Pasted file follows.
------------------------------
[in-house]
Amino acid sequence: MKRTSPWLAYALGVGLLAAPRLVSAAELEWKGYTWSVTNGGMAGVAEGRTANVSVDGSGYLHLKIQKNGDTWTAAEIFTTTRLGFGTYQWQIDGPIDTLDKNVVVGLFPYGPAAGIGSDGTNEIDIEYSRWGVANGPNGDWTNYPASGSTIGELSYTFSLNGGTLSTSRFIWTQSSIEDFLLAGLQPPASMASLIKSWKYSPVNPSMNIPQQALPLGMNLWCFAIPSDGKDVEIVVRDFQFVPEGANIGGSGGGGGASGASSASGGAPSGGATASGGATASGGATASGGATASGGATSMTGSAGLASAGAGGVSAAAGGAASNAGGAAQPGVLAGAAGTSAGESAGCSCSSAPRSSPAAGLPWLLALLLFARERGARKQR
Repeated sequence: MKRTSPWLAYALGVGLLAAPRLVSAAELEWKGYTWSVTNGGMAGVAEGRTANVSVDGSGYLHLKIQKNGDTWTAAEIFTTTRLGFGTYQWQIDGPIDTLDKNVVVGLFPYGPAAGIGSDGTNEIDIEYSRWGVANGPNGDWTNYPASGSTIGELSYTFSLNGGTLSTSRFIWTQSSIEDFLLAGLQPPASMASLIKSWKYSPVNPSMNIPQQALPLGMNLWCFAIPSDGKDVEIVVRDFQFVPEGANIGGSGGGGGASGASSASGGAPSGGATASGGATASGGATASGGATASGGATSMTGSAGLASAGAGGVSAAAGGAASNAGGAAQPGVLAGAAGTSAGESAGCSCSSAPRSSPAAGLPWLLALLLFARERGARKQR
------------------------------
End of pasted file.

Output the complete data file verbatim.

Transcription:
[in-house]
Amino acid sequence: MKRTSPWLAYALGVGLLAAPRLVSAAELEWKGYTWSVTNGGMAGVAEGRTANVSVDGSGYLHLKIQKNGDTWTAAEIFTTTRLGFGTYQWQIDGPIDTLDKNVVVGLFPYGPAAGIGSDGTNEIDIEYSRWGVANGPNGDWTNYPASGSTIGELSYTFSLNGGTLSTSRFIWTQSSIEDFLLAGLQPPASMASLIKSWKYSPVNPSMNIPQQALPLGMNLWCFAIPSDGKDVEIVVRDFQFVPEGANIGGSGGGGGASGASSASGGAPSGGATASGGATASGGATASGGATASGGATSMTGSAGLASAGAGGVSAAAGGAASNAGGAAQPGVLAGAAGTSAGESAGCSCSSAPRSSPAAGLPWLLALLLFARERGARKQR
Repeated sequence: MKRTSPWLAYALGVGLLAAPRLVSAAELEWKGYTWSVTNGGMAGVAEGRTANVSVDGSGYLHLKIQKNGDTWTAAEIFTTTRLGFGTYQWQIDGPIDTLDKNVVVGLFPYGPAAGIGSDGTNEIDIEYSRWGVANGPNGDWTNYPASGSTIGELSYTFSLNGGTLSTSRFIWTQSSIEDFLLAGLQPPASMASLIKSWKYSPVNPSMNIPQQALPLGMNLWCFAIPSDGKDVEIVVRDFQFVPEGANIGGSGGGGGASGASSASGGAPSGGATASGGATASGGATASGGATASGGATSMTGSAGLASAGAGGVSAAAGGAASNAGGAAQPGVLAGAAGTSAGESAGCSCSSAPRSSPAAGLPWLLALLLFARERGARKQR